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    Adopting a Mobile-First Approach to Your Surveys Will Optimize Data Quality

    Mark Simon, Managing Director, North America/Managing Director, Toluna Digital

    The uptick in worldwide smartphone usage is a widely discussed topic in market research as companies compete for consumer attention in an increasingly mobile world.

    The highly coveted — and difficult to reach — younger population prefers to participate via mobile devices, and they’re not alone, many look to respond to surveys via mobile.  For this reason, surveys that are limited to respondents who use laptops or desktops may not be as representative of the population as device agnostic surveys that tap a broader audience.

    Some traditional market researchers shy away from mobile-optimized surveys citing beliefs that mobile respondents won’t provide thoughtful or insightful responses, or that mobile respondents are more likely to be fraudulent. These fears, however, are unwarranted.

    Let’s take a look at the key findings of a recent study that illuminate the differences — and similarities — between survey respondents and their devices.

    Devices and Demographics

    A recent Toluna study invited respondents to complete a 20-minute survey with eight lengthy grids on their device of choice.

    The study found that younger respondents, particularly younger females, were more likely to use a mobile device to answer the survey, while older males were more likely to use a desktop. The stark contrast between these population segments underscores the importance of using device agnostic surveys to increase the representativeness of your samples for market research studies.

    Other key findings of the study include:

    • Interview duration was similar regardless of device: an average of 23 minutes for mobile respondents and about 18 minutes for desktop/laptop respondents.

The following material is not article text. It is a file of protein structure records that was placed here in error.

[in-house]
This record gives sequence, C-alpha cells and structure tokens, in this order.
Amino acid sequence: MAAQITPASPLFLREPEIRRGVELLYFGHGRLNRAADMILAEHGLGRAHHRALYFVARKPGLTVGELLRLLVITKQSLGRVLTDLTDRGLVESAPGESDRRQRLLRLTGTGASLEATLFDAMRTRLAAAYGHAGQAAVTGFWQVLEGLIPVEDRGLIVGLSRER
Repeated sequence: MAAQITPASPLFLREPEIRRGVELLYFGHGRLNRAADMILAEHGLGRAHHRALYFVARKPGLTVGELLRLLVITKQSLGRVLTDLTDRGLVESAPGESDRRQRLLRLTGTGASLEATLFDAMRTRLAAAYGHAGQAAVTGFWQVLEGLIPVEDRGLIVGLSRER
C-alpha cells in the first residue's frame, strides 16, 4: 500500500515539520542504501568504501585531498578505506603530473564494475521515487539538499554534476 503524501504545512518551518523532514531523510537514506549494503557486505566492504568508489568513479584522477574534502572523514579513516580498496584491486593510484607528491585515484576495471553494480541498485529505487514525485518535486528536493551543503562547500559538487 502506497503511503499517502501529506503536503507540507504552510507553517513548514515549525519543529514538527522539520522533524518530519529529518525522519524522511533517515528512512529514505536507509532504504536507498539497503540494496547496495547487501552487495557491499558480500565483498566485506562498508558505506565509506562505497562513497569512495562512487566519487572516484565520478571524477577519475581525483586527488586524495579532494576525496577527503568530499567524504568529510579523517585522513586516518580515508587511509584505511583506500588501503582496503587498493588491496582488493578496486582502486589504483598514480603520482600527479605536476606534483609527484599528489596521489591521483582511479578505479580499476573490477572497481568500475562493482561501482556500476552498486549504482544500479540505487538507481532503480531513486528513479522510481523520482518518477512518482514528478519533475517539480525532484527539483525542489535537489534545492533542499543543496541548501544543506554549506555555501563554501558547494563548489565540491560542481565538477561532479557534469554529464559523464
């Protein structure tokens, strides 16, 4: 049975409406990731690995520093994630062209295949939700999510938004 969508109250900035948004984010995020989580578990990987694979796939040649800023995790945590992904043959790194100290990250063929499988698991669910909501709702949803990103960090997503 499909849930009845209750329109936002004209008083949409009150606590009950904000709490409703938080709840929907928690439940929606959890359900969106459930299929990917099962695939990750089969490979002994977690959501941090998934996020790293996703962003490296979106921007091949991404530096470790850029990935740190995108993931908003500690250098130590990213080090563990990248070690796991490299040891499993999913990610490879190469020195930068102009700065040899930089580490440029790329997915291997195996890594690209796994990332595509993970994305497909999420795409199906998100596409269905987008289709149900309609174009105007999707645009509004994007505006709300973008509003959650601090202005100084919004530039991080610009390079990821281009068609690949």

• Dropout behavior was also similar across devices. Sixty percent of dropouts from the desktop link occurred within the first 2 to 3 minutes, while the same percentage dropped out of the mobile link in the first 6 to 7 minutes.
    • Respondents with a higher personal income were more likely to take the survey from a desktop/laptop.
    • Mobile respondents were actually less likely than desktop/laptop respondents to be identified as straightliners in the grid questions.
    • Mobile respondents were more diverse in their answers to behavioral and attitudinal questions and self-identify as concerned about more issues than desktop/laptop respondents.
    • Mobile users are more likely to notice advertising and more likely to take action after viewing advertising.
    • Mobile users are more likely to spend time on the Internet outside of their homes.

    The Takeaways

    Giving respondents a positive experience for taking surveys on their mobile devices will help your business reach a broader range of the population — particularly younger respondents and female respondents — and there is no reason to fear that mobile respondents will be more fraudulent or that their answers will be less insightful.

    By implementing device agnostic surveys, you can better reach a broader spectrum of consumers and be more confident in your findings knowing that your sample is the most representative it can be.

    Follow these best practices for device agnostic surveys:

    • Ask only absolutely necessary questions.
    • Shorten the text in questions and prompts.
    • Simplify survey logic when possible.
    • Limit the number of open-ended questions.
    • Avoid complex, tedious questions.
    • Avoid complex grids.
    • Avoid images that are too detailed or videos, as these may rely on mobile data and not load properly for respondents.
    • Avoid scrolling, particularly horizontal scrolling.
    • Make survey templates engaging and fun to answer on a small screen.

    To learn more, download the complete white paper, Understanding Mobile Respondents vs. Desktop Respondents, The Need for Device Agnostic Surveys.

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